Chlamydia is usually treated with antibiotics. Antibiotics are very effective for treating chlamydia. More than 95 out of 100 people with chlamydia will be cured if they take their antibiotics correctly.
The two most commonly prescribed antibiotics to treat chlamydia are:
Your doctor may give you different antibiotics if you have an allergy, or are pregnant. A longer course of antibiotics may be used if your doctor is concerned about complications of chlamydia. Other common antibiotics are ofloxacin and erythromycin.
If there is a high chance that you have been infected with chlamydia (for example, your partner has been diagnosed with chlamydia and you have had unprotected sex with them) you might be started on treatment before you get your test results.
Pregnant or breastfeeding
Tell your doctor if you are pregnant or breastfeeding, as this will affect the type of antibiotic you can be given. Azithromycin, amoxicillin and erythromycin are all safe for pregnant women to take.
Antibiotics and contraception
Most antibiotics are safe to use with contraception. If you vomit or have severe diarrhoea they may be less effective and put you at risk of pregnancy, especially if you have unprotected sex. Read Will antibiotics stop my contraception working? for more information.
Talk to your doctor, sexual health adviser or pharmacist about whether the antibiotics you are given might affect your contraception.
Having sex again
You should not have sex for at least one week after you have finished your antibiotic treatment. You may need to avoid having sex for longer if your sexual partner has not been treated so that you do not become re-infected. You should also avoid having sex until your symptoms have gone.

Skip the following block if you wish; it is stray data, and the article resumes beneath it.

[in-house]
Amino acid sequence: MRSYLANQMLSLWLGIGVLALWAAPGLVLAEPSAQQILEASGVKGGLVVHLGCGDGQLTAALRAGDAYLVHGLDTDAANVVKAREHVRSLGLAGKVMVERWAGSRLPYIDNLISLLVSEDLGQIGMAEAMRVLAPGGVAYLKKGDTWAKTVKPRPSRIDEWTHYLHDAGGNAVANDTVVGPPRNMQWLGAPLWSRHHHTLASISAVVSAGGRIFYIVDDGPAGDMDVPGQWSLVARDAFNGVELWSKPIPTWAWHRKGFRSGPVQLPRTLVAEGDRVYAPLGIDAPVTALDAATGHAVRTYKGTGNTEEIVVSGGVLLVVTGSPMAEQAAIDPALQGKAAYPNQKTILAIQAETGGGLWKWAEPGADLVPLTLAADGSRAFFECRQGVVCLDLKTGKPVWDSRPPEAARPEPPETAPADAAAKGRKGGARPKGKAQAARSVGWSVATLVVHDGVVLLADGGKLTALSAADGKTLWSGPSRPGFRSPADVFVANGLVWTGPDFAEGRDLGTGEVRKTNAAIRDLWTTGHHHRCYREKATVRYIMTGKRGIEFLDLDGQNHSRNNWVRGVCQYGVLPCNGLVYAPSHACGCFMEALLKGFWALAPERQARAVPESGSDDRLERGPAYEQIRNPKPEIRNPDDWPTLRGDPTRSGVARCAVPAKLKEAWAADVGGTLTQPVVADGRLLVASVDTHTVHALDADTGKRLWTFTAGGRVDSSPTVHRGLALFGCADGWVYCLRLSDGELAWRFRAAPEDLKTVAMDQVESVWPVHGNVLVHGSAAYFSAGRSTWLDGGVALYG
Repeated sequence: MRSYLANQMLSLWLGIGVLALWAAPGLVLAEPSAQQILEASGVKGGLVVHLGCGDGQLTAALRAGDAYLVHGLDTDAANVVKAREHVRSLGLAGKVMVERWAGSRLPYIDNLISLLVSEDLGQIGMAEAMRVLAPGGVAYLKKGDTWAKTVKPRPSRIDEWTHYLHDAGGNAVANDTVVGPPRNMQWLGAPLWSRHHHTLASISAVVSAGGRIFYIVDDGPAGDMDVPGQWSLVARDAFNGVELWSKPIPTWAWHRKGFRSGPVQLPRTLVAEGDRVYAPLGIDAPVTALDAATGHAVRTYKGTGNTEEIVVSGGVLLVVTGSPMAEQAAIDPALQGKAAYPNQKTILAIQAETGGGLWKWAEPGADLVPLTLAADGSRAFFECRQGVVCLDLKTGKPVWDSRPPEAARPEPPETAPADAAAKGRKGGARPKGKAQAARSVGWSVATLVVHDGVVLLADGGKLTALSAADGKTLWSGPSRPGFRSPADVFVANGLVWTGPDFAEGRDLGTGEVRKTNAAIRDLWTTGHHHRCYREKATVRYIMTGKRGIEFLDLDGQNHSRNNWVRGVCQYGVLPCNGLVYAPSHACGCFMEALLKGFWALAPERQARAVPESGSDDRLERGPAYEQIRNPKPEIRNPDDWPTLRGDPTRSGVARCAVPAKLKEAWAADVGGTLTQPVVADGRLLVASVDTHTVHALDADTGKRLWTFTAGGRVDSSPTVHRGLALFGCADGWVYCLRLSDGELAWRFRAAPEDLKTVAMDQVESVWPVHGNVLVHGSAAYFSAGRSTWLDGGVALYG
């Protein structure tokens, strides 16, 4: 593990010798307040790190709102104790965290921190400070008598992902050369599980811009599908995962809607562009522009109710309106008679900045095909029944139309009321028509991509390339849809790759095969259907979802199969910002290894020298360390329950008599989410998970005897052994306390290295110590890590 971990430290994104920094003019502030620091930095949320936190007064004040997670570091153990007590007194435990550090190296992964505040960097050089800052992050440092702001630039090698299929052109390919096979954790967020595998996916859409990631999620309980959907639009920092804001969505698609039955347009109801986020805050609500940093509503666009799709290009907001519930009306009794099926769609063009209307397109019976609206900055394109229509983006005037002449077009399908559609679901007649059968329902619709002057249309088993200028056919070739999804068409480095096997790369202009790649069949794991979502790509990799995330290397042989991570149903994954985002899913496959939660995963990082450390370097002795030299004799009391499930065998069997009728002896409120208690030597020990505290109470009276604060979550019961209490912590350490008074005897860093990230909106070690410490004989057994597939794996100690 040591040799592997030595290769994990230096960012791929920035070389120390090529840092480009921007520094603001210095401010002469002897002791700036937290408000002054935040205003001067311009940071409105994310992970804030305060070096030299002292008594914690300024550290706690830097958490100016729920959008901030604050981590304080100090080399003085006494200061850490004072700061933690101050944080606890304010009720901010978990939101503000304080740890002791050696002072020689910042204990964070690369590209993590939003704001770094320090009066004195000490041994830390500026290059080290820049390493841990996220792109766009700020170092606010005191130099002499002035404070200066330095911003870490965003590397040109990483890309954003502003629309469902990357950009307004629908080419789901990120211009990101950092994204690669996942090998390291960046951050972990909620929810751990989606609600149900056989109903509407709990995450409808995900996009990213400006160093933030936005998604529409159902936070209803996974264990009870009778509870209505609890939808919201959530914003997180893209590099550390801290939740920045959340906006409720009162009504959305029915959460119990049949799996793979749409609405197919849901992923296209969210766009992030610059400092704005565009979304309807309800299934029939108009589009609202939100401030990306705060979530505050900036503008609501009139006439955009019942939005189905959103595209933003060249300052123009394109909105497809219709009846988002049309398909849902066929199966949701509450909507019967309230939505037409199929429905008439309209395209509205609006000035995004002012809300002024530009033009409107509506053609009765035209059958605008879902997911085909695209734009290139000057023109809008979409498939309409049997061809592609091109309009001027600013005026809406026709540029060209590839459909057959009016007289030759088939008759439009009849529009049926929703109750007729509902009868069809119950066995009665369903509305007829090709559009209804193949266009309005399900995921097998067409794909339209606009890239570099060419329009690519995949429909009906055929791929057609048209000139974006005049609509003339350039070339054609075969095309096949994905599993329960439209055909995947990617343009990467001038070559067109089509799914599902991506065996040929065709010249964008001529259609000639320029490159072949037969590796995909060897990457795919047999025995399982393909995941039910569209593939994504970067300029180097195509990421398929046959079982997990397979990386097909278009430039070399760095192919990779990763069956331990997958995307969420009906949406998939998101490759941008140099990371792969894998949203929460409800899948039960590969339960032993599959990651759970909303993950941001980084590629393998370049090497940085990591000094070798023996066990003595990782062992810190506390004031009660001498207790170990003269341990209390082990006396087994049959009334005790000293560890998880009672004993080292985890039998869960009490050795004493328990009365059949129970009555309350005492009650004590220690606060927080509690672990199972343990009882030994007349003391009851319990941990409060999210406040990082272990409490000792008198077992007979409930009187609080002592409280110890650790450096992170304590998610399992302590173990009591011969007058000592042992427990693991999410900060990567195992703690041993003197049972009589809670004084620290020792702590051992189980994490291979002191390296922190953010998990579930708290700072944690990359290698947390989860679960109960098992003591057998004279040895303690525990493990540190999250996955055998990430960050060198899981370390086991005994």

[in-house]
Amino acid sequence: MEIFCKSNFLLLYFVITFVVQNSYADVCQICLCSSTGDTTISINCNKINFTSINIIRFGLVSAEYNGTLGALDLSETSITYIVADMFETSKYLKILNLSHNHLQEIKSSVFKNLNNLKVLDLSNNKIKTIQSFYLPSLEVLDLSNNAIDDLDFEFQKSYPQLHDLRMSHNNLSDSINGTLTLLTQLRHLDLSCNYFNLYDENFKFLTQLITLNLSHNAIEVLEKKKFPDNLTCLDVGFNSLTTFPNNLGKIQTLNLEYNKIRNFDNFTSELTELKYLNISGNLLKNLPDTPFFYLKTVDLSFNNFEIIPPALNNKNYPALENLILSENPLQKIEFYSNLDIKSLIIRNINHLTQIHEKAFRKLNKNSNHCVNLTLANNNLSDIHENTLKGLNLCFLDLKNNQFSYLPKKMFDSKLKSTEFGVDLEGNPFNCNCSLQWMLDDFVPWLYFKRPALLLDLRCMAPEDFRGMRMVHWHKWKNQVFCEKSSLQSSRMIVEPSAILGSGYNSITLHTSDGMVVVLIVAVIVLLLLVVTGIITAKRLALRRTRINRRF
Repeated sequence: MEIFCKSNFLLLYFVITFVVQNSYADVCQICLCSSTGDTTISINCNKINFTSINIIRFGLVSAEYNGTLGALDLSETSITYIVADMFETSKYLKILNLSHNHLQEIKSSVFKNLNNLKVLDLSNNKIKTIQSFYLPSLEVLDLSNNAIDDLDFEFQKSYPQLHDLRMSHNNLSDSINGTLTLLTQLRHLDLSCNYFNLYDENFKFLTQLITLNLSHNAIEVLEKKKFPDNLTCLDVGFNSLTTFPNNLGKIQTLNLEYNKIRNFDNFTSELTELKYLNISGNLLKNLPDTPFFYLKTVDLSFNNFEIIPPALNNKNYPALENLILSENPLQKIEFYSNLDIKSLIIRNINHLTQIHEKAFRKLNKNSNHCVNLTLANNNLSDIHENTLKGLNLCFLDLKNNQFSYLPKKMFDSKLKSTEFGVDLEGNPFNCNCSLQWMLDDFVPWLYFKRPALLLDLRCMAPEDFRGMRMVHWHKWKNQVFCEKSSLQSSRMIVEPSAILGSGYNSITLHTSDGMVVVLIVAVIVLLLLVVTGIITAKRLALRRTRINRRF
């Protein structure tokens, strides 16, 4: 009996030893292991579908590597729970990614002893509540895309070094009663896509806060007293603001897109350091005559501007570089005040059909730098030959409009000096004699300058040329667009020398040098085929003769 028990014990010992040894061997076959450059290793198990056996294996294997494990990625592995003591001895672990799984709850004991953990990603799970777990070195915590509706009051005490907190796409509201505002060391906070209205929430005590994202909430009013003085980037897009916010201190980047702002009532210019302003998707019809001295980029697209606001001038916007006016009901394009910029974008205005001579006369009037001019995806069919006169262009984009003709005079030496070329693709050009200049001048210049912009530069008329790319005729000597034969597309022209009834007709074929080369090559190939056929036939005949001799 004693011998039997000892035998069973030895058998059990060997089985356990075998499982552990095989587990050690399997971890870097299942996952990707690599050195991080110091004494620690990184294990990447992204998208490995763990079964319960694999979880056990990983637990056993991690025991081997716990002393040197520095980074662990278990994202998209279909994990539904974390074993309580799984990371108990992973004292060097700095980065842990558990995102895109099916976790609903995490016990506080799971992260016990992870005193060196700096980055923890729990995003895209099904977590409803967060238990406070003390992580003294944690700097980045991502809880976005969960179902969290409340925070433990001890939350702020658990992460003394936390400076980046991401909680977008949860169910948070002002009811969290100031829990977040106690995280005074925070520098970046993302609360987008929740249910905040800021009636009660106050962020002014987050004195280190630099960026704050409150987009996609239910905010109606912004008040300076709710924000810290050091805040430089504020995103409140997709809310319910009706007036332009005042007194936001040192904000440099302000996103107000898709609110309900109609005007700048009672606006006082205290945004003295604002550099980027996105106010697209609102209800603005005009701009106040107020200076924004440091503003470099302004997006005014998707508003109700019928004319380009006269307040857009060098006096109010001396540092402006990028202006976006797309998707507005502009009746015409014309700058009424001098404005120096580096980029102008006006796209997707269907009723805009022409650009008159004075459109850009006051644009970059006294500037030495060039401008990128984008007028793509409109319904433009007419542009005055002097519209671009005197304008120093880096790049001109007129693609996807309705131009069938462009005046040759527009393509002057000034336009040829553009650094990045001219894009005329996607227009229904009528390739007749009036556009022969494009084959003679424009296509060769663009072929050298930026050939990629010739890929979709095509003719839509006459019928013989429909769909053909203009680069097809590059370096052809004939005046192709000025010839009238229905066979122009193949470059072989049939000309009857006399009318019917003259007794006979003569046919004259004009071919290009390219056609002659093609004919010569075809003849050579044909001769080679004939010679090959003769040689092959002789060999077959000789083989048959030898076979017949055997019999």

Side effects of chlamydia treatment
The side effects of antibiotics are usually mild. The most common side effects include:
Occasionally, doxycycline can cause a skin rash if you are exposed to too much sunlight (photosensitivity).
Treatment for sexual partners
If you test positive for chlamydia, it's important that your current sexual partner and any other recent sexual partners are also tested and treated.
In the UK, it's advised that you contact any sexual partners you've had within the past six months.
A specialist sexual health adviser can help you to contact all your sexual partners. Sexual health clinics or GUM clinics can contact your sexual partners for you if you prefer. Either you or the clinic can speak to them, or can send them a note (called a contact slip) to let them know that they may have been exposed to a sexually transmitted infection (STI). The note will suggest that they go for a check-up. The note will not have your name on it, and it may or may not say what the infection is. Your confidentiality will be protected.
Find out more about:
Do I need another test to check chlamydia has gone?
If you take all your antibiotics correctly then you should not need a follow-up test. The doctor or nurse will advise you to have a repeat test if:
- you were treated for chlamydia and you are pregnant
- you forgot to take any of your medication or did not take it properly
- you had sex before you and your partner had finished treatment
- your symptoms have not gone or if they have come back